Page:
BAD REACTION. When corn plants â??seeâ?? weeds, they react by putting more energy into shoot and leaf growth than root development. That hurts yield potential, Clarence Swanton says.

Corn Doesn't Like The Sight Of Weeds

Ontario researcher says that corn’s negative reaction to weeds may have more to do with “seeing” them than competition for nutrients, moisture and sunlight.

Weeds compete with crops for light, moisture and nutrients. That’s one of the theories that you will hear from any class in college or a university system, Clarence Swanton admits.

But the weed scientist from the University of Guelph in Ontario says that there may be a little different twist to that long-held belief about how weeds affect the early development of crops — and ultimately yield potential. Corn may actually react negatively to “seeing” a weed nearby.

Control Weeds Early

Swanton’s opinion on the critical timing of weed control is not unlike those of weed scientists and consultants in the ag industry. The fact is, he says, that early season weed control is very important.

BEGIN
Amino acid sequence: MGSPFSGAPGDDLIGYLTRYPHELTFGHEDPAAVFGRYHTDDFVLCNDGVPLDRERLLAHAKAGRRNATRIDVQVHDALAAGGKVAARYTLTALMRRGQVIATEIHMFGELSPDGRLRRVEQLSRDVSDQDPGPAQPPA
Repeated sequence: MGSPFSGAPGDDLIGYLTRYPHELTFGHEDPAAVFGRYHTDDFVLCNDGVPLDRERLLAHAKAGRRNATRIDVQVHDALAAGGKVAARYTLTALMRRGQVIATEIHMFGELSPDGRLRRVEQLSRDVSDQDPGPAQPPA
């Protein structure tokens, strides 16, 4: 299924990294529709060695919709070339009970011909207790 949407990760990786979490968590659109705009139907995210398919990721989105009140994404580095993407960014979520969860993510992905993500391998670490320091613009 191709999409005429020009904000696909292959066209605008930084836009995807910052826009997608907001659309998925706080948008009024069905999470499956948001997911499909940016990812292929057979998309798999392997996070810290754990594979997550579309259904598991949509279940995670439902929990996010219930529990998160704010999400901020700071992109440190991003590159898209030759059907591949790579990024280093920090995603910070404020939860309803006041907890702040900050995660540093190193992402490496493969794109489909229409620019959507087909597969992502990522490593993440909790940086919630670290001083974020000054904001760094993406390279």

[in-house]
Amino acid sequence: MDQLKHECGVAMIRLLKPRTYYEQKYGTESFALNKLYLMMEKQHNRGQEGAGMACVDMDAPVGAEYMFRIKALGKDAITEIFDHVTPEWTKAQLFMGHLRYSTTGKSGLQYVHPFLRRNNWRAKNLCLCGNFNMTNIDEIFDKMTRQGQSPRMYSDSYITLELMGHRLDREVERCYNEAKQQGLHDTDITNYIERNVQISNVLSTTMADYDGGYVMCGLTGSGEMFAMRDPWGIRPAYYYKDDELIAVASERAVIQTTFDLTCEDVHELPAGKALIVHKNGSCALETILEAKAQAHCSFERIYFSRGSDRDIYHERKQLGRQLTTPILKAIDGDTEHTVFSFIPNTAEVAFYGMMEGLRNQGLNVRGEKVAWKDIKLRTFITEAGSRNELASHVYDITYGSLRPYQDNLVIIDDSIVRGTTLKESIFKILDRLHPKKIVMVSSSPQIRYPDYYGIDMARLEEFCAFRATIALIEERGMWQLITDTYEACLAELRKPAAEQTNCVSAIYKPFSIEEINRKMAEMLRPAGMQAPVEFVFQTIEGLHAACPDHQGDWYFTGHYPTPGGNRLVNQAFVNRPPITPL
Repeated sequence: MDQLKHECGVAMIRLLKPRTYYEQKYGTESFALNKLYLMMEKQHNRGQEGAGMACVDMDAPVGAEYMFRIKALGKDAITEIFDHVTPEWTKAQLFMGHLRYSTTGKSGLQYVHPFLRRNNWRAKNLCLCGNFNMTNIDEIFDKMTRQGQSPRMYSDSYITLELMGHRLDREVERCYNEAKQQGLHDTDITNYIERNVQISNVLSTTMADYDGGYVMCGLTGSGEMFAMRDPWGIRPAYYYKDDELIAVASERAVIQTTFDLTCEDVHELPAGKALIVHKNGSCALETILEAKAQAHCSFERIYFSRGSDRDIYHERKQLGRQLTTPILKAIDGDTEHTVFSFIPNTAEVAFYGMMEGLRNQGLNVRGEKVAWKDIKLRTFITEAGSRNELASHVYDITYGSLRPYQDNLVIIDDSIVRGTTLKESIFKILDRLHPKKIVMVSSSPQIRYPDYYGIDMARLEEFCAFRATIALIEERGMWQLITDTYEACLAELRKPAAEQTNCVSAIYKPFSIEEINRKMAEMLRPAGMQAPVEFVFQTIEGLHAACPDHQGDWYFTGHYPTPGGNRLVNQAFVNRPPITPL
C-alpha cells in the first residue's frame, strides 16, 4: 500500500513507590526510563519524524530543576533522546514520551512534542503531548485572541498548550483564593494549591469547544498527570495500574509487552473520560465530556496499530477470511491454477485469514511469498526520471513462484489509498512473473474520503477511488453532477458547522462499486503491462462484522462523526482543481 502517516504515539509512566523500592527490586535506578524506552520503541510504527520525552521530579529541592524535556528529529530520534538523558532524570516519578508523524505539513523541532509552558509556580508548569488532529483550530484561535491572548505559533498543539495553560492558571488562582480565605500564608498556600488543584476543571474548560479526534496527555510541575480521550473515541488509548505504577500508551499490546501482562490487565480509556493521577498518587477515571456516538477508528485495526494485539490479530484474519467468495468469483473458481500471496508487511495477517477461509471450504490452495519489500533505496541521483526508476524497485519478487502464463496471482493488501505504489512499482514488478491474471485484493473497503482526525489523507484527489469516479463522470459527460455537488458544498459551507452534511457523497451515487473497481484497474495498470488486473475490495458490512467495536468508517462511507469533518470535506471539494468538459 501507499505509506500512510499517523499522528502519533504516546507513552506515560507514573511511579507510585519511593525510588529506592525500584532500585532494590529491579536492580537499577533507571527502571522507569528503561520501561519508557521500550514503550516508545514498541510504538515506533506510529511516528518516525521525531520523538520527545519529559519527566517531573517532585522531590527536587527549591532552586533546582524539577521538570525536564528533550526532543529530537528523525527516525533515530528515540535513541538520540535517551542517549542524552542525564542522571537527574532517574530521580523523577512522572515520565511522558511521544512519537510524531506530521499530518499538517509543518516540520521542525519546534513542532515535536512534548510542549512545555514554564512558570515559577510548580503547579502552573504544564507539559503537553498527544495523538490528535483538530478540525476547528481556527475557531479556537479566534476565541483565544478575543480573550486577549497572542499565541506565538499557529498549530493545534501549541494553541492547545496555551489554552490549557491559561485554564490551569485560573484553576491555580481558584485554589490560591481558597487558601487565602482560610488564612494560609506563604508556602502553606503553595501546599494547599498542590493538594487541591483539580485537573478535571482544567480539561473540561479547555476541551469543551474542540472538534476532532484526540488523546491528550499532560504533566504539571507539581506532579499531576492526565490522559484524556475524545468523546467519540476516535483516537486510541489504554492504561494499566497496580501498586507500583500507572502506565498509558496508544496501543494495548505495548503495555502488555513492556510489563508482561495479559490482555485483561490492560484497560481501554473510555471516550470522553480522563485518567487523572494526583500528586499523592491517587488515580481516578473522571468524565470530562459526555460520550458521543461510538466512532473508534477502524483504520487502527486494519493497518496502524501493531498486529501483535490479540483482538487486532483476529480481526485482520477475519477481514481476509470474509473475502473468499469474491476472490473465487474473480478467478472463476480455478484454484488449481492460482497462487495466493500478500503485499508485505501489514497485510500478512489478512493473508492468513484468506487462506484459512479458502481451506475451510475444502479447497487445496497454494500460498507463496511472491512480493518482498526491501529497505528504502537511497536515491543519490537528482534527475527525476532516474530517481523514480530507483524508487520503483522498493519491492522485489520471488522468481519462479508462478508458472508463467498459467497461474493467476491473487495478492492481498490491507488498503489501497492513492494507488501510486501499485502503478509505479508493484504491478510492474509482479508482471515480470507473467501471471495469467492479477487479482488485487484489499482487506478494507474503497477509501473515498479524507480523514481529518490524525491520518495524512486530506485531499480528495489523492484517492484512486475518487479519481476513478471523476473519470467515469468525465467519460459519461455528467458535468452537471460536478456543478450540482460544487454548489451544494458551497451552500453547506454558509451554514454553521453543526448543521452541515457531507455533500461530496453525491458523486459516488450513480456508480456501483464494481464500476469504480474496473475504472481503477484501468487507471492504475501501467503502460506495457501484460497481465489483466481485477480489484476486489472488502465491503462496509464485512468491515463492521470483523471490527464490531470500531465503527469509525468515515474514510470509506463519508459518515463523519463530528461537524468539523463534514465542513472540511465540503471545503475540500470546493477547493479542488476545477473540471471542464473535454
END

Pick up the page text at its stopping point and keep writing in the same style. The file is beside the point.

“One of the messages I want you to take home today,” he told attendees at the 16th annual National No-Tillage Conference, “is that if you are going to err in the timing of your weed management, you want to err on being early. Don’t err on being late.

“The timing of weed emergence relative to the crop is really the key thing. That’s what dictates how competitive a weed is.”

Swanton adds that the density of weeds, and even the weed species, play a role in the competitiveness of that weed with the crop, but the biggest key remains when that weed emerges in relation to the crop.

“The longer that I can keep that weed from emerging and allow my crop to grow, the less competitive that weed is going to be. So…

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Bruggink darrell

Darrell Bruggink

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